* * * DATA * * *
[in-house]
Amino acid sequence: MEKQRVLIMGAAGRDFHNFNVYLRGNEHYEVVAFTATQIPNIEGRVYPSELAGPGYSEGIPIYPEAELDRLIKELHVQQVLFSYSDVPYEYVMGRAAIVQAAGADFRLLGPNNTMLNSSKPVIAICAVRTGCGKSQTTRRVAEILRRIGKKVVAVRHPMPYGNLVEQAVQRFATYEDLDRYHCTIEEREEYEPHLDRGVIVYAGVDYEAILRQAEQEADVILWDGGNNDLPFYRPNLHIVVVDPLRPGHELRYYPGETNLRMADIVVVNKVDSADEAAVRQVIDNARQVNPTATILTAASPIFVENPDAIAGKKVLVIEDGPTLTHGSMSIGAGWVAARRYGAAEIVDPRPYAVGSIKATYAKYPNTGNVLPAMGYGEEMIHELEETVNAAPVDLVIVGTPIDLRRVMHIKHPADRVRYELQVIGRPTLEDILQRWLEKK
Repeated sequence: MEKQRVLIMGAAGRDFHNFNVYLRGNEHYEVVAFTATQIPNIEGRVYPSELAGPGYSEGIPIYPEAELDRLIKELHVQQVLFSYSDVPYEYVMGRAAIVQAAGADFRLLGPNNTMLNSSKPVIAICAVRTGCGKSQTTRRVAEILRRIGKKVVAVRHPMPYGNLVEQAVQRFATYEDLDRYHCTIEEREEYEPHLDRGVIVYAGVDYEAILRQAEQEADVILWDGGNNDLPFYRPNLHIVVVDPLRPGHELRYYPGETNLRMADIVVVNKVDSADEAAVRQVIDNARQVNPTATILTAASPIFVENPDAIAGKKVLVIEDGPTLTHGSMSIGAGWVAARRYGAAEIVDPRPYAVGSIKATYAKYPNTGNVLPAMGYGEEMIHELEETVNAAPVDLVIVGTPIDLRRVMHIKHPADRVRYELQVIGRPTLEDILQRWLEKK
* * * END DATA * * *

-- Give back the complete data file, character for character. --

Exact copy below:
[in-house]
Amino acid sequence: MEKQRVLIMGAAGRDFHNFNVYLRGNEHYEVVAFTATQIPNIEGRVYPSELAGPGYSEGIPIYPEAELDRLIKELHVQQVLFSYSDVPYEYVMGRAAIVQAAGADFRLLGPNNTMLNSSKPVIAICAVRTGCGKSQTTRRVAEILRRIGKKVVAVRHPMPYGNLVEQAVQRFATYEDLDRYHCTIEEREEYEPHLDRGVIVYAGVDYEAILRQAEQEADVILWDGGNNDLPFYRPNLHIVVVDPLRPGHELRYYPGETNLRMADIVVVNKVDSADEAAVRQVIDNARQVNPTATILTAASPIFVENPDAIAGKKVLVIEDGPTLTHGSMSIGAGWVAARRYGAAEIVDPRPYAVGSIKATYAKYPNTGNVLPAMGYGEEMIHELEETVNAAPVDLVIVGTPIDLRRVMHIKHPADRVRYELQVIGRPTLEDILQRWLEKK
Repeated sequence: MEKQRVLIMGAAGRDFHNFNVYLRGNEHYEVVAFTATQIPNIEGRVYPSELAGPGYSEGIPIYPEAELDRLIKELHVQQVLFSYSDVPYEYVMGRAAIVQAAGADFRLLGPNNTMLNSSKPVIAICAVRTGCGKSQTTRRVAEILRRIGKKVVAVRHPMPYGNLVEQAVQRFATYEDLDRYHCTIEEREEYEPHLDRGVIVYAGVDYEAILRQAEQEADVILWDGGNNDLPFYRPNLHIVVVDPLRPGHELRYYPGETNLRMADIVVVNKVDSADEAAVRQVIDNARQVNPTATILTAASPIFVENPDAIAGKKVLVIEDGPTLTHGSMSIGAGWVAARRYGAAEIVDPRPYAVGSIKATYAKYPNTGNVLPAMGYGEEMIHELEETVNAAPVDLVIVGTPIDLRRVMHIKHPADRVRYELQVIGRPTLEDILQRWLEKK